But Mother Nature intervened and Taylor birdied the final two holes to win the 27th edition of the event at Elizabethton Golf Course.
Taylor’s 210 total, six under par, beat Ryan Terry, Clint Lowe and Tyler Lane by one shot.
“It feels great,” said Taylor, who posted three rounds of 70 and became the first champion to win without a round in the 60s. “It was a little ugly out there at times but that didn’t matter.”
Taylor’s final round was a wild ride with seven birdies, all kind of bogeys, thunder, lightning and rain. In fact, when the skies opened up during the second of two lightning delays, Taylor’s chances of winning seemed to be gone. Had the course become unplayable — and it was getting close — the final round would have been cut short to nine holes. Taylor wasn’t in good shape at one over par for the day.
Luckily for the Gate City native and Tennessee Tech golfer, he got back out there and did most of his damage.
Still, Terry seemed to be in the driver’s seat, holding the lead until the final four holes.
“I thought I had to go birdie, birdie, birdie to have a chance,” Taylor said. “At 16 I missed a short one and that kind of took the wind out of my sails.”
Instead, Terry bogeyed the 16th, one of the shortest par-fours on the course, giving Taylor and the others a chance.
Taylor’s tee shot at the par-three 17th stopped 12 feet from the hole and he drained a curling putt to forge what was a four-way tie for the lead.
With Lane, the two-time defending champion, already in at five under par, Taylor, Lowe and Terry came to the 18th hole knowing a birdie could win it.
Lowe’s driver slipped as he hit and his tee shot was as far right as anybody could ever remember on the 18th hole. He still managed to find the green some 20 feet from the hole.
Meanwhile, Terry and Taylor both hit their approach shots to about six feet.
When Lowe missed his birdie try, the stage was set.
Terry went first after a measurement determined he was away and narrowly missed a slippery putt. Taylor stepped right up and drilled the putt for the victory.
“It feels great to be able to do that,” Taylor said.
Lane fell just short in his quest to become the first golfer to win the ETA three years in a row. He put himself behind the eight ball Saturday when he shot a 75 that left him at even par and needing a big final day. He fashioned a 67 that gave him a chance — until Taylor came in two groups later.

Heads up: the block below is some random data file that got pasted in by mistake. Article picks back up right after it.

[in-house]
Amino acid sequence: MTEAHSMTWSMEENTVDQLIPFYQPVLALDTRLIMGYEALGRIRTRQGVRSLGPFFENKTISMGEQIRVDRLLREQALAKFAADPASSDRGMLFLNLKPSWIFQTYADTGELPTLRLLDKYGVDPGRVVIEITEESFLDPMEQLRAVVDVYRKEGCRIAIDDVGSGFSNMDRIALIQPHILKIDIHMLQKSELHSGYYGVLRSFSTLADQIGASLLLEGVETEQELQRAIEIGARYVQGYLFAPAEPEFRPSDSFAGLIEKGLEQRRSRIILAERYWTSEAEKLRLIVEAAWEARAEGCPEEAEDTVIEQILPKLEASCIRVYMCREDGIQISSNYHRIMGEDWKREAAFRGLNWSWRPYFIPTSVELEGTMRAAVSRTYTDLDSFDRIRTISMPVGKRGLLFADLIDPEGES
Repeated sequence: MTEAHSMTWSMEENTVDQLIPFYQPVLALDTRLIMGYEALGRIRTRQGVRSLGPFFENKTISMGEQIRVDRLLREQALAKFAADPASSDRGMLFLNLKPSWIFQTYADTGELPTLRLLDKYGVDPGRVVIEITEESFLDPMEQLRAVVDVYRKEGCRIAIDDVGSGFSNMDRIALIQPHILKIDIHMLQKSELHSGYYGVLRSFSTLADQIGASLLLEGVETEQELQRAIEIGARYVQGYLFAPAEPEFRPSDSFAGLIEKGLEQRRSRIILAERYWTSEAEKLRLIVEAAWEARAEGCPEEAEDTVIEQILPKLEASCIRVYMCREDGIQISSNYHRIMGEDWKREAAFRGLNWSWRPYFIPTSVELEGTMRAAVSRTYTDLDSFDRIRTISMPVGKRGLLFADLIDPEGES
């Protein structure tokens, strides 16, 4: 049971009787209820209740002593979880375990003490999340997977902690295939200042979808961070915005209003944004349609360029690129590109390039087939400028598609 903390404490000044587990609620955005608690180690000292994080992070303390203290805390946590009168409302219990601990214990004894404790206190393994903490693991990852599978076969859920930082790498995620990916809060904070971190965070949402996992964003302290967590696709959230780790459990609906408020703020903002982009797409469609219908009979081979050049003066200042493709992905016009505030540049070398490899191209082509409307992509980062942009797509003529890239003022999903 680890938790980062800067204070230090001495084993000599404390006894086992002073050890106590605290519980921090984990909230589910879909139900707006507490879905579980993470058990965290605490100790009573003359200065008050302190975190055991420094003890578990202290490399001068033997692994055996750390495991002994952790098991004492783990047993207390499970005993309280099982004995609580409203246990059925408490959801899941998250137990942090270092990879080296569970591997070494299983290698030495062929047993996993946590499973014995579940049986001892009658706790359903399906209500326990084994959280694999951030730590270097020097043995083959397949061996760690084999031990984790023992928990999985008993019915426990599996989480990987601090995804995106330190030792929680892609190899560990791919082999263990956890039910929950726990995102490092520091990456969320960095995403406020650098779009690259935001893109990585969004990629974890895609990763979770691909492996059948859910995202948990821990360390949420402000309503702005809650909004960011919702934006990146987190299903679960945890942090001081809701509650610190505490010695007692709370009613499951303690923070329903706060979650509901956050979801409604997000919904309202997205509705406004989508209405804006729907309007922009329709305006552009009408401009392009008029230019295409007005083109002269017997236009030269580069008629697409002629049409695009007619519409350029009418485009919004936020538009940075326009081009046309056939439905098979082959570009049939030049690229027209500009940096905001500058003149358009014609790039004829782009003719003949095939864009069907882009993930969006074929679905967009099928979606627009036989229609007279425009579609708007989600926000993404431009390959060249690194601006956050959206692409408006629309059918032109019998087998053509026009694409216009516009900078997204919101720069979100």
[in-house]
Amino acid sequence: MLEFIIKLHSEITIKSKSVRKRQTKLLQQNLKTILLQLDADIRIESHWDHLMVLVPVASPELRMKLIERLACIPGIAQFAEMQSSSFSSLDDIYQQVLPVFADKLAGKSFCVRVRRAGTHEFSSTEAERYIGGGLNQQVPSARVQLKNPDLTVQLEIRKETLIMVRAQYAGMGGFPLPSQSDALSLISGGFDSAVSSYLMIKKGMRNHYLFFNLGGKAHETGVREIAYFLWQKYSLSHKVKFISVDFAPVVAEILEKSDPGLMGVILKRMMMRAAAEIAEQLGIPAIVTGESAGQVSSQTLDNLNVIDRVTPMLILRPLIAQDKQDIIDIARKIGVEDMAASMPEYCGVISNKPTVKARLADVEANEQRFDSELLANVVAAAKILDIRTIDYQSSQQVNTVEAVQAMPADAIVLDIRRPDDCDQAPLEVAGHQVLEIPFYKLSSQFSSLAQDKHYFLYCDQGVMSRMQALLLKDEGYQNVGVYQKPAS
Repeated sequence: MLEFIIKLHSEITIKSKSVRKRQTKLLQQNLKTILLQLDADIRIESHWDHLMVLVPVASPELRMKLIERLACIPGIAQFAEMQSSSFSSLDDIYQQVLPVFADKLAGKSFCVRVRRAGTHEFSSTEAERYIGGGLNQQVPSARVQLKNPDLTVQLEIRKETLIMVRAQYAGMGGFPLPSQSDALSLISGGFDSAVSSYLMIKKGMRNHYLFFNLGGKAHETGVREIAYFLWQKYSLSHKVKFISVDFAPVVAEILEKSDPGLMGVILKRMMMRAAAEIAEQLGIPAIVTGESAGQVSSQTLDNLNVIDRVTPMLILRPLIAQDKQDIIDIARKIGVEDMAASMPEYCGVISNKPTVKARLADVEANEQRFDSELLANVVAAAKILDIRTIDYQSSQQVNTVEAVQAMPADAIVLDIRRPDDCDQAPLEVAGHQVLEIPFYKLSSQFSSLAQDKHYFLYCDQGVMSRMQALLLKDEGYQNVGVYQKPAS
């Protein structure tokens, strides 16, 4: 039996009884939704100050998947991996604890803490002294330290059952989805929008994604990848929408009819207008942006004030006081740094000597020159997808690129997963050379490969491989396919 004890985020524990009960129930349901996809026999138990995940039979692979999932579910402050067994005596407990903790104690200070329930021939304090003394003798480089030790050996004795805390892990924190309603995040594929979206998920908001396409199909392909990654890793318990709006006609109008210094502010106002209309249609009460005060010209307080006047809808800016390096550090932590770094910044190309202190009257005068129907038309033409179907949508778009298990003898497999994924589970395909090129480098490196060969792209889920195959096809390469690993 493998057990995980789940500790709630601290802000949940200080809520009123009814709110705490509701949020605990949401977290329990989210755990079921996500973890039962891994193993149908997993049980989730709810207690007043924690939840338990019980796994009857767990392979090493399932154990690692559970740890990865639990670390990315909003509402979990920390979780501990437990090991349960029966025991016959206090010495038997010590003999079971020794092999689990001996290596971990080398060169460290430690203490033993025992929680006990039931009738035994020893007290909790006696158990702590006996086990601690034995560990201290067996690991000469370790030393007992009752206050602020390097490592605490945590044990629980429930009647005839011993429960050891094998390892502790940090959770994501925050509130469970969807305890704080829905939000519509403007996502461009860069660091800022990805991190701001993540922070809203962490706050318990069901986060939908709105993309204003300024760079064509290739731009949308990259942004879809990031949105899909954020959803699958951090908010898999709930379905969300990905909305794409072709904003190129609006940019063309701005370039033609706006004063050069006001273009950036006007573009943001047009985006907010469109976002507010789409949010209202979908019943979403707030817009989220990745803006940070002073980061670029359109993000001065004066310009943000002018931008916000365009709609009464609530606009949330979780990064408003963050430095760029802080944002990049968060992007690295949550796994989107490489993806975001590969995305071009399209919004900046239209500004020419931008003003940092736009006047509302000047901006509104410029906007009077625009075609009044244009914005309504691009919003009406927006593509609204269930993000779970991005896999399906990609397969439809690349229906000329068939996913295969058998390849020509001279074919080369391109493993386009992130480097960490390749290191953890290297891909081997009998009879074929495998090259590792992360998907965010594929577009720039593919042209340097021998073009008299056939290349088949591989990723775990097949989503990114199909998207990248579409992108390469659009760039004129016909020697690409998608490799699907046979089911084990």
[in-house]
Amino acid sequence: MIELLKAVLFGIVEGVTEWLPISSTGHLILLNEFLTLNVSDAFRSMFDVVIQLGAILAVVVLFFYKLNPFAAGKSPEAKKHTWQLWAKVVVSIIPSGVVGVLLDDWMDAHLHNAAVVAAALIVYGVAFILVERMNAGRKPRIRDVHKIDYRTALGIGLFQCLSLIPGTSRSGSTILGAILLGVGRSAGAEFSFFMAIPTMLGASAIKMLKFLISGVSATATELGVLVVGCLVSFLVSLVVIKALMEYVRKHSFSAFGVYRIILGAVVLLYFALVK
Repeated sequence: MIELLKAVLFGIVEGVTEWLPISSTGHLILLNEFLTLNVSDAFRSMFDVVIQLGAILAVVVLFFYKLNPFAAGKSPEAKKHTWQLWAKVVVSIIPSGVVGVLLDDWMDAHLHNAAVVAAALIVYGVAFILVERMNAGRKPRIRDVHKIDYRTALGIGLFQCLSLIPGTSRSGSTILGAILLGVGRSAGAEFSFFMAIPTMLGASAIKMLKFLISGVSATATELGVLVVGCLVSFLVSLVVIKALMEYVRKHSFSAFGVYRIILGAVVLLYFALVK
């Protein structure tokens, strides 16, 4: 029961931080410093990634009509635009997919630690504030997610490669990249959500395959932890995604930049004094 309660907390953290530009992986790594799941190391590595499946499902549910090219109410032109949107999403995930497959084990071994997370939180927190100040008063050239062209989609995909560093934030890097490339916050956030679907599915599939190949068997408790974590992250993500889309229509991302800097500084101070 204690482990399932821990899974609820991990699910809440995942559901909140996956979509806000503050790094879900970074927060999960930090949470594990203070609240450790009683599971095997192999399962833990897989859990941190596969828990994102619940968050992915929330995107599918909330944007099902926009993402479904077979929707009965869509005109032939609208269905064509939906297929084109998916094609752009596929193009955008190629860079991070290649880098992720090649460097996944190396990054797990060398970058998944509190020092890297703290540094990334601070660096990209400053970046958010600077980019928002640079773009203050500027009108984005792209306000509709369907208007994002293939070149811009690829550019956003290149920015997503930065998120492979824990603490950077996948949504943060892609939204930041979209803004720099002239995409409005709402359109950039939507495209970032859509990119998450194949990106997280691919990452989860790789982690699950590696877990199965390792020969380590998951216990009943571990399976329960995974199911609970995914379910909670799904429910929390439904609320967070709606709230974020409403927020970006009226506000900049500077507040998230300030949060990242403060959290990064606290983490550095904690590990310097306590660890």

“At the beginning of the day, if you’d tell me I’d shoot 67 on Sunday, I’d take it,” Lane said. “I knew I had to make some birdies, which I did. I’m pleased.
“I really just had nine holes, the back nine yesterday, I shot 40. That’s probably going to be the difference. That’s the fun of this course. If you hit good shots, you can make birdies. If you get out of position, you struggle to make pars. That’s why we love coming here.”
Terry closed with a 70. Lowe, who began the day with a two-stroke lead, shot 73.
“Chance did what he had to do at the end,” Lowe said. “It was fun to be in that position.”
First-round leader Joe Brooks (69), Lawrence Largent (70) and Gibson Miller tied for fifth at three under par. Former ETA champion Bryan Sangid was two shots behind them after a 70.
Cole Greer made a hole-in-one during the match play portion of the tournament.
Greer aced the 10th hole, playing about 120 yards, with a sand wedge. He did it in a consolation-round victory over Brad Headrick.
For his efforts, Greer was awarded the flag from the 10th hole after the conclusion of the tournament.
In the Senior Championship Division, Riceville’s Rick Mays held off a challenge from former Dobyns-Bennett High School Athletic Director Cary Daniels to win by three shots.
Mays, in his first year as a 50-year-old golfer, shot 69 to finish at seven under par.
The two were tied at five under par at the turn before Mays pulled away thanks to some birdies and an untimely double-bogey by Daniels at the the 12th hole.
Daniels also shot 69 and finished four under.
Bryan Rodgers was third at one over, followed by two-time defending champion Mike Woods, who was at 4 over.
Morristown’s Mike Mills completed a wire-to-wire victory in the Super Senior Division for players 65 and over. He shot 77 to finish at 220, four over par.
That was good enough for an eight-stroke victory over Bob Ross, who finished with a 75. Pat Kenney was third after a closing 77.